STATES CHRONICLE – Global warming is not only threatening several types of species with extinction, but it may also cause mammal shrinking, determining some species of mammals to diminish their size. A new study which was published on March 15 in the Science Advances magazine indicates that mammals are affected by global warming after researchers analyzed a series of 53.7 million-year-old teeth which were unearthed in the Bighorn Basin in Wyoming.
The collection of teeth was revealed in the Bighorn Basin
The dental records which were discovered indicated a particular and consistent trend in the fossil record. Apparently, ancient species displayed a particular decrease in body size in response to climate change. Scientists have been considered this to be a forecast for what is bound to happen to people and animals in the future. Abigail D’Ambrosia, a paleoclimatologist at the University of New Hampshire who was also the lead author of the study, claimed that we should think about the fact that these animals had more than 10,000 years to adjust to rapid climate change.
She also noted that nowadays we are fueling the amount of carbon dioxide in the atmosphere at ten times the rate to which those ancient creatures were exposed to. Today, global warming is ten times more intense than it was in the past. The Bighorn Basin is located 80 miles east of Yellowstone National Park, situated under the Wyoming sky. This basin represents a geologic oasis and a time machine because of well-preserved animal and plant fossils.
D’Ambrosia and her colleagues established that mammal shrinking happened because of climate change
Since 2010, D’Ambrosia has spent a lot of time at this site in a search for some fossils. She argued that she was looking for teeth about ancient species, indicating that animals, just like humans, have enamel which resists to breakdown or weather conditions over time. She also stated that in adult mammals the size of the teeth is subordinate for the size of their bodies.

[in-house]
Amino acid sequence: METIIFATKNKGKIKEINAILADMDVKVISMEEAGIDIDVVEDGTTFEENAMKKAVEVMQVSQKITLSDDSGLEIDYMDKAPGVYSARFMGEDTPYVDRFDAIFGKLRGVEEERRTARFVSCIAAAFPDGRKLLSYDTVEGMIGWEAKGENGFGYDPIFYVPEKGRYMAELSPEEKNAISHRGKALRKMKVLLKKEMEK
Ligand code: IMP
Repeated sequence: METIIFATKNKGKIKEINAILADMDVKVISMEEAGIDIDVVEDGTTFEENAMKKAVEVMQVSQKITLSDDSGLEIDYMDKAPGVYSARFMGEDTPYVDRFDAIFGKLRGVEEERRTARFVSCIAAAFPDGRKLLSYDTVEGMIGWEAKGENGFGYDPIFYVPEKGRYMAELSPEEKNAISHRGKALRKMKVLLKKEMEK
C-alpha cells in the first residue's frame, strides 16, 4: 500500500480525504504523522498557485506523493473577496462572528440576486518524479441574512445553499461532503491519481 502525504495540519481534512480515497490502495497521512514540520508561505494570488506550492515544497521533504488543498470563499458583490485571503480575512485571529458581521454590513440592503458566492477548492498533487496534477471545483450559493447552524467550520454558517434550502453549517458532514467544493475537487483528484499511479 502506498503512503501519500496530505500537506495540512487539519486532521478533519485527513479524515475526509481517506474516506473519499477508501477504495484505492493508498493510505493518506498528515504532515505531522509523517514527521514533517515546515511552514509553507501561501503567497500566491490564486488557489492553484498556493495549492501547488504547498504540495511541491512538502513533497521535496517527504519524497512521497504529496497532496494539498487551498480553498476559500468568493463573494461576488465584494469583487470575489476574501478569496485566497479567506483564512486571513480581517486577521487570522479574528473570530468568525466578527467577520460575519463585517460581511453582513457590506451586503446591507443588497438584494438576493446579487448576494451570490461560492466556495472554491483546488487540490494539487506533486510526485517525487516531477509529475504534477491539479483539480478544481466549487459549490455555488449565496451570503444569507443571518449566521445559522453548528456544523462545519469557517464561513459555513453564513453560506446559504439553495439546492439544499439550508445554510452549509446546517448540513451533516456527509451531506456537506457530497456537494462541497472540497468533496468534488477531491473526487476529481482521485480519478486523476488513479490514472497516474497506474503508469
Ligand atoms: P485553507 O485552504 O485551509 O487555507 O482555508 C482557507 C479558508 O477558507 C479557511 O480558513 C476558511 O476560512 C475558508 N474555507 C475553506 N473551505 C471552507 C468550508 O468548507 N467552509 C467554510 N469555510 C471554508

Her study was concentrated upon teeth which were dating back from Paleocene through Eocene. Over the course of million years, the greenhouse gas effect determined three global climate change events known as hyperthermals. The first of these three events was also the most massive one, called the Paleocene-Eocene Thermal Maximum which started about 56 million years ago. This hyperthermal event caused global temperature to rise by 9 to 14 degrees Fahrenheit during the last 10,000 years.
Scientists observed the fossils discovered and established that some mammals, like Arenahippus pernix, had adapted to these drastic climate changes through mammal shrinking. They revealed that the body of this ancient horse has shrunk by 14% due to the high temperatures in the Eocene Thermal Maximum 2.
Image courtesy of: flickr